How to Make a Sanitary Kennel With A Septic System
Northland Outdoors (May 1995)

For dog owners, there’s nothing more detestable than having to clean up after their pets. A dirty kennel not only looks and smells bad, it also can be a breeding ground for numerous insects and bacterial and fungal growths. But a carefully designed septic system can eliminate those problems and probably will make your hunting companion happier as well.

Before considering whether to put in a septic system, an owner needs to find out if the soil will ensure proper drainage. “If you have heavy clay soil, don’t put it in,” says Carl Altenbernd, Sabin, Minn., dog trainer and breeder. “Heavy clay does not have the ability to absorb water. It only will create a saturation problem.” Loamy or sandy soil provides the best drainage. The local Natural Resource Service should be able to tell you if the soil is suitable, and some offices even will send someone out to inspect the site.

After an appropriate site is chosen, the next step would be to pour the concrete kennel run. A 4- foot- by- 10- foot floor (4 inches thick) with concrete blocking allows for easy washing and scrubbing. A 2- foot- by- 6- foot gutter is installed at the base of each run. This gutter will be able to carry material from a hosed-down kennel floor to the sewage system.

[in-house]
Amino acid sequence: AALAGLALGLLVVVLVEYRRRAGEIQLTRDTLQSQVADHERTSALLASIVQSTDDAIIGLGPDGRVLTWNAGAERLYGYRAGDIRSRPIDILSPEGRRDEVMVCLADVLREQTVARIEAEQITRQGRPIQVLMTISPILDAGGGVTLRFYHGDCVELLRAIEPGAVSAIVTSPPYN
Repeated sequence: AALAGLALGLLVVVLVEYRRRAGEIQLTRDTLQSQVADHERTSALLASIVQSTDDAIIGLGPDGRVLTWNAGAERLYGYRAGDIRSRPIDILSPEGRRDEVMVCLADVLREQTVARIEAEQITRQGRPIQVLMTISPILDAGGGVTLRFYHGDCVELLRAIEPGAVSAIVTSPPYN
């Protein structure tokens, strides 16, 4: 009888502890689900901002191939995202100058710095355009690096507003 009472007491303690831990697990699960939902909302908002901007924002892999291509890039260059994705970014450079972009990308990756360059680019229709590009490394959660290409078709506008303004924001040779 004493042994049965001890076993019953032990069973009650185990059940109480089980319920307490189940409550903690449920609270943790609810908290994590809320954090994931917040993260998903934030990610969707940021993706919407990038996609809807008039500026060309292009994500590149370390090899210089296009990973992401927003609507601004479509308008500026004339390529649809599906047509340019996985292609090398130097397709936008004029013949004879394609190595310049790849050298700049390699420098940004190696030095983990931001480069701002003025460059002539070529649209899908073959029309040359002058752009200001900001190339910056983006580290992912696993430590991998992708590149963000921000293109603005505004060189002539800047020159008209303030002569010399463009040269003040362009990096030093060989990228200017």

The sewage system should consist of a large galvanized garbage can, set inside a hole, with approximately 2 inches sticking out of the ground. The sewage tank should have:

• A 6- by 4- inch inlet hole that allows access from the gutter.
• Half-inch holes drilled down its side and its bottom cut out.
• An attachable 4-inch perforated sewer distribution pipe that is placed inside a trench that measures 6 inches wide, 10 feet long and 2 feet deep. A rental company trencher works nicely for this job.

Clean rock should be placed around the can and on the bottom 12 to 18 inches of the trench, beneath the pipe. Six more inches of rock, a layer of hay or straw and newspaper and soil backfill should be used to cover the pipe.

Solid materials will settle in the tank, while the water will flow through the precut tank holes and into the distribution pipe, where it will settle into the soil.

The biggest advantage of this system is that you eliminate kennel urine and stool byproduct smells, but more importantly, bacteria and parasite problems. He says a galvanized can will last on the average 10 years and costs only about $10. He says one septic system can handle about five kennels and needs to be cleaned out only once a year. Altenbernd recommends cleaning a kennel run at least twice a day.

“The biggest limitation is that it won’t work in the winter, because everything’s froze up, but to get rid if urine or smelly fecal materials the rest of the year, it’s the answer.”

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